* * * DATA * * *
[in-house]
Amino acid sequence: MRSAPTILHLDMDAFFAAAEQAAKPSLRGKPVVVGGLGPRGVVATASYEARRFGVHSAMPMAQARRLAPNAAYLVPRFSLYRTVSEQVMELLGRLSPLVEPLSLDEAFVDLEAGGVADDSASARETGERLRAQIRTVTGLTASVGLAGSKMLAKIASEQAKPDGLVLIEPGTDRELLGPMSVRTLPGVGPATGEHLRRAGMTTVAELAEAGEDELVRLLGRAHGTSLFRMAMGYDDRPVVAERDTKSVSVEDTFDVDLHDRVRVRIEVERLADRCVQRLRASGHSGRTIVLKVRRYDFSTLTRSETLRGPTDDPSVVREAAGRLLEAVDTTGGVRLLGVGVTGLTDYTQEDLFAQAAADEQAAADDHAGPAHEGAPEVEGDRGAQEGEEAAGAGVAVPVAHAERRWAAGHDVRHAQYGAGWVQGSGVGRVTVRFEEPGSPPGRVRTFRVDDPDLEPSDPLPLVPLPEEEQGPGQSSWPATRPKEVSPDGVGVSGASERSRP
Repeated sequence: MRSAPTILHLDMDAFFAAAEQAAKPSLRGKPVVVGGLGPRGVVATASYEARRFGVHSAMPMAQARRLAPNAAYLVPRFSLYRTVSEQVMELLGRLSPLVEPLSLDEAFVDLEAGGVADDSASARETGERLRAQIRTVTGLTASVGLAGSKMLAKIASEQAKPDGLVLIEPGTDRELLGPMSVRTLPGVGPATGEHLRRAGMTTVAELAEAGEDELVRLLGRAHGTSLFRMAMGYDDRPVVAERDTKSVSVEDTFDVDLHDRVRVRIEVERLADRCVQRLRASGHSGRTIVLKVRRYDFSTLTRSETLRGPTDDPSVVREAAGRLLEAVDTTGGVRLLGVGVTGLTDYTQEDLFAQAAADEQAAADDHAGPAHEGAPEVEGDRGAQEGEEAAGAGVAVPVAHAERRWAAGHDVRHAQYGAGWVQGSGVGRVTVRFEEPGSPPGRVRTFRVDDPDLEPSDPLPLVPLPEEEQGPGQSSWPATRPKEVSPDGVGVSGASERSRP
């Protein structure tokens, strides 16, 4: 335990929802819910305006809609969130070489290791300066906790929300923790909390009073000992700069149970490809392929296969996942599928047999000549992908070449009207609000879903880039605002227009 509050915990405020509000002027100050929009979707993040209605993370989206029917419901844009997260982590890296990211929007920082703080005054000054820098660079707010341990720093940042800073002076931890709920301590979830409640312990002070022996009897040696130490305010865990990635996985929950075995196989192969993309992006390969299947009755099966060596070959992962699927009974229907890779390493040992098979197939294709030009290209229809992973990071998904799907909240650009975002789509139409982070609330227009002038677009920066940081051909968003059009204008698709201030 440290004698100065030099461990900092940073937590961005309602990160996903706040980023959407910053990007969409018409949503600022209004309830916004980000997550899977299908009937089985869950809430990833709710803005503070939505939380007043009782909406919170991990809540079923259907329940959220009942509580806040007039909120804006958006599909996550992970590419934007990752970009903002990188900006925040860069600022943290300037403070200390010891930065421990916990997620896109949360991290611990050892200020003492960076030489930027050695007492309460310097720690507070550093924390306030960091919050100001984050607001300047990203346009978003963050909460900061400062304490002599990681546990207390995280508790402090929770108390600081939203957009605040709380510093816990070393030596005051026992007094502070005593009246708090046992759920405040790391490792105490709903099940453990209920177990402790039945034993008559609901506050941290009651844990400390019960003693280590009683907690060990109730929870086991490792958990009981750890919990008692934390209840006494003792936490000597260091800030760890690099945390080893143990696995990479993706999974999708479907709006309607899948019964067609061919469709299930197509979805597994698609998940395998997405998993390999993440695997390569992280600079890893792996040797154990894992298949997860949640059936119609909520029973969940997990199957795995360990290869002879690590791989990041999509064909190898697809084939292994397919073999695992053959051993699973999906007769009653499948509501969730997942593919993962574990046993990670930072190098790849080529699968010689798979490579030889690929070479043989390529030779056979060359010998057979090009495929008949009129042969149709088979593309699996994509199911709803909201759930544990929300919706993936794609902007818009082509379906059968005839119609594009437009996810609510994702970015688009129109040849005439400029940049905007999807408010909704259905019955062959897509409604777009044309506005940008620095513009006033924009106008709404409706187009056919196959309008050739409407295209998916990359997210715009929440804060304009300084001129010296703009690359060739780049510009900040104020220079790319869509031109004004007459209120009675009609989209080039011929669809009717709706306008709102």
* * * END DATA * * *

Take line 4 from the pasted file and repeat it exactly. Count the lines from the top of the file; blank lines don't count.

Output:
């Protein structure tokens, strides 16, 4: 335990929802819910305006809609969130070489290791300066906790929300923790909390009073000992700069149970490809392929296969996942599928047999000549992908070449009207609000879903880039605002227009 509050915990405020509000002027100050929009979707993040209605993370989206029917419901844009997260982590890296990211929007920082703080005054000054820098660079707010341990720093940042800073002076931890709920301590979830409640312990002070022996009897040696130490305010865990990635996985929950075995196989192969993309992006390969299947009755099966060596070959992962699927009974229907890779390493040992098979197939294709030009290209229809992973990071998904799907909240650009975002789509139409982070609330227009002038677009920066940081051909968003059009204008698709201030 440290004698100065030099461990900092940073937590961005309602990160996903706040980023959407910053990007969409018409949503600022209004309830916004980000997550899977299908009937089985869950809430990833709710803005503070939505939380007043009782909406919170991990809540079923259907329940959220009942509580806040007039909120804006958006599909996550992970590419934007990752970009903002990188900006925040860069600022943290300037403070200390010891930065421990916990997620896109949360991290611990050892200020003492960076030489930027050695007492309460310097720690507070550093924390306030960091919050100001984050607001300047990203346009978003963050909460900061400062304490002599990681546990207390995280508790402090929770108390600081939203957009605040709380510093816990070393030596005051026992007094502070005593009246708090046992759920405040790391490792105490709903099940453990209920177990402790039945034993008559609901506050941290009651844990400390019960003693280590009683907690060990109730929870086991490792958990009981750890919990008692934390209840006494003792936490000597260091800030760890690099945390080893143990696995990479993706999974999708479907709006309607899948019964067609061919469709299930197509979805597994698609998940395998997405998993390999993440695997390569992280600079890893792996040797154990894992298949997860949640059936119609909520029973969940997990199957795995360990290869002879690590791989990041999509064909190898697809084939292994397919073999695992053959051993699973999906007769009653499948509501969730997942593919993962574990046993990670930072190098790849080529699968010689798979490579030889690929070479043989390529030779056979060359010998057979090009495929008949009129042969149709088979593309699996994509199911709803909201759930544990929300919706993936794609902007818009082509379906059968005839119609594009437009996810609510994702970015688009129109040849005439400029940049905007999807408010909704259905019955062959897509409604777009044309506005940008620095513009006033924009106008709404409706187009056919196959309008050739409407295209998916990359997210715009929440804060304009300084001129010296703009690359060739780049510009900040104020220079790319869509031109004004007459209120009675009609989209080039011929669809009717709706306008709102």